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Fishing is serious sport in Great Britain: Bluebell Lakes is one of the favored places to engage in this sport. With few natural lakes, the English countryside is home to prized small waterways brimming with fish. Historical estates often included a small pond dug into the marshy fen or captured from a dammed river, creek or canal. To provide access to the commoner, owners soon began to charge admission by the day or partial day for fishermen to come and engage in their favorite sport. Bluebell Lakes is one of these deliberately-created places. It has become known world-wide for its most famous residents: huge carp! The untimely death in 2009 of one such famous carp, the 64 pound Benson, caught the attention of newspapers and sport fishermen's forums across the world. World media outlets such as the BBC reported that much of Britain was mourning the loss of their favorite fish.
Bluebell Lakes is a small fishing establishment located about 85 miles (135 kilometers) north of London on the Cambridgeshire / Northamptonshire border. Three small former gravel pits next to the River Nene were flooded to provide fishery habitat and stocked with a variety of game fish. All of the lakes together contain about 50 acres of water surface. All are relatively shallow, with 20 feet the maximum depth. The owners developed a stocking plan to maximize the size of the fish in each lake, with one particularly suited to large carp, another to pike. Originally begun in 1994, the largest lake was divided into two parts with the addition of a causeway. An additional, small half-acre pond was built to provide fishing for children, beginners, and those who want to see continuous bobber action. A two-mile section of the River Nene is also under the control of Bluebell Lakes and offers excellent fishing along the reedy banks, the locks, and the weirs. The combination of varied fishing habitat has made Bluebell Lakes one of Great Britain's most famous fisheries.
Fishing at Bluebell Lakes is an experience anglers plan for over a period of weeks or months. Each lake is known for a specific type of fish, and each is considered either a beginner or an expert fishing experience. Admission is in the form of 'tickets' for a period of hours, for 24 hours or a continuous period of days. Although the facility is closed and the gates locked at night, an 'overnight ticket' can be purchased for night fishing. A complex set of regulations cover what fish may be kept from each lake, with active encouragement geared to removing smaller fish from the lake. Large fish must be returned to the water, usually after having their photograph taken with the proud angler. The protection of the large fish is both a matter of regulation and of zealous attention by anglers. The system apparently works well, as Benson (who by the way, was female) was caught and released at least 60 times since being stocked in 1994 or 1995. Fishing territory is staked out by a system of 'pegs' along the bank. Veteran anglers have their favorite pegs and try to arrive early to lay claim to them. Barbless hooks only are allowed, and bait choices are strictly limited.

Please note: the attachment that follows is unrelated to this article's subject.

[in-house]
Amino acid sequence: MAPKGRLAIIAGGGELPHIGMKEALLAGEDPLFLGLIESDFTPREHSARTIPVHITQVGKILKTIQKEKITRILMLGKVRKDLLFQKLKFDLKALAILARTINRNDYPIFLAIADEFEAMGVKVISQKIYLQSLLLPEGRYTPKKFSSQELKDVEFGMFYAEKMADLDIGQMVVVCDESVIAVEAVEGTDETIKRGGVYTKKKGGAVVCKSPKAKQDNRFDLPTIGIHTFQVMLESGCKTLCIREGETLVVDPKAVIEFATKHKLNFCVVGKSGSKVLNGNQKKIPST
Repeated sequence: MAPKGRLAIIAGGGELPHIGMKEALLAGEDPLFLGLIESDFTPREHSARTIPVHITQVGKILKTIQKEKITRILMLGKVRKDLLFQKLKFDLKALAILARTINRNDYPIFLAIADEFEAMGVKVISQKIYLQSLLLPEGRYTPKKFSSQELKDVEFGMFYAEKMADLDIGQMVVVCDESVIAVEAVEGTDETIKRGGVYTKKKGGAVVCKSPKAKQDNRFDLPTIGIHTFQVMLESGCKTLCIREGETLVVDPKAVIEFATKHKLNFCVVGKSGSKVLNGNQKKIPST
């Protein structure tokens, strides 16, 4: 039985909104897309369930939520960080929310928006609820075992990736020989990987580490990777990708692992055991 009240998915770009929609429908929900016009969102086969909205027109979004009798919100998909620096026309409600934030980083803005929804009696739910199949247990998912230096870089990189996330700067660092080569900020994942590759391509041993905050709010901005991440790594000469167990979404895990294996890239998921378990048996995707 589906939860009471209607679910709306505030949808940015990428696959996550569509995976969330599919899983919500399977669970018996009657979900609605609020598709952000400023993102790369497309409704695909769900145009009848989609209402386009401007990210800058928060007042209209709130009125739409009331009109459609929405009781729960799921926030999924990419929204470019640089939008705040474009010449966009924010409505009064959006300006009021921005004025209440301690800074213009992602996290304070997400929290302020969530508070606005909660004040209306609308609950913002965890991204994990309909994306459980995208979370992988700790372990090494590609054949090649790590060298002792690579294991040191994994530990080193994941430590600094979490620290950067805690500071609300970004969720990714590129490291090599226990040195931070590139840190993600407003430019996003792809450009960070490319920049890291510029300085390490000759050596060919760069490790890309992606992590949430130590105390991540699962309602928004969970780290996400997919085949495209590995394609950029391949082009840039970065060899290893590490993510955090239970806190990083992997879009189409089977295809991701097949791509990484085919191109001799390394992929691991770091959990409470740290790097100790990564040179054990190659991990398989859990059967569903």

Prized celebrity carp Benson lived in Kingfisher Lake. Kingfisher Lake sports many common and mirror carp weighing over 30 pounds. Swan Lake also supports extremely large carp, including another common carp called 'The Creature' that tops 60 pounds at last catch. Both lakes are limited to anglers over 16 years, and required equipment is necessary to safely land and release these monster relatives of the common goldfish. Bluebell and Sandmartin Lakes support general mixed fishing, and the small Wood Pool is stocked with carp to 6 pounds; tench, bream and Golden Orfe to 4 pounds; and roach and rudd to 1 pound along with crustaceans. New in 2008, Mallard Lake is being groomed to become another big carp lake and is already producing fish up to 25 pounds. Often overlooked is the Willow Creek backwater where old-fashioned reel and float fishing yields up the usual fish found in flowing water. Pike may be taken only in winter, and a regular fishing license is required at all times. Fishing derbies or matches are held here regularly.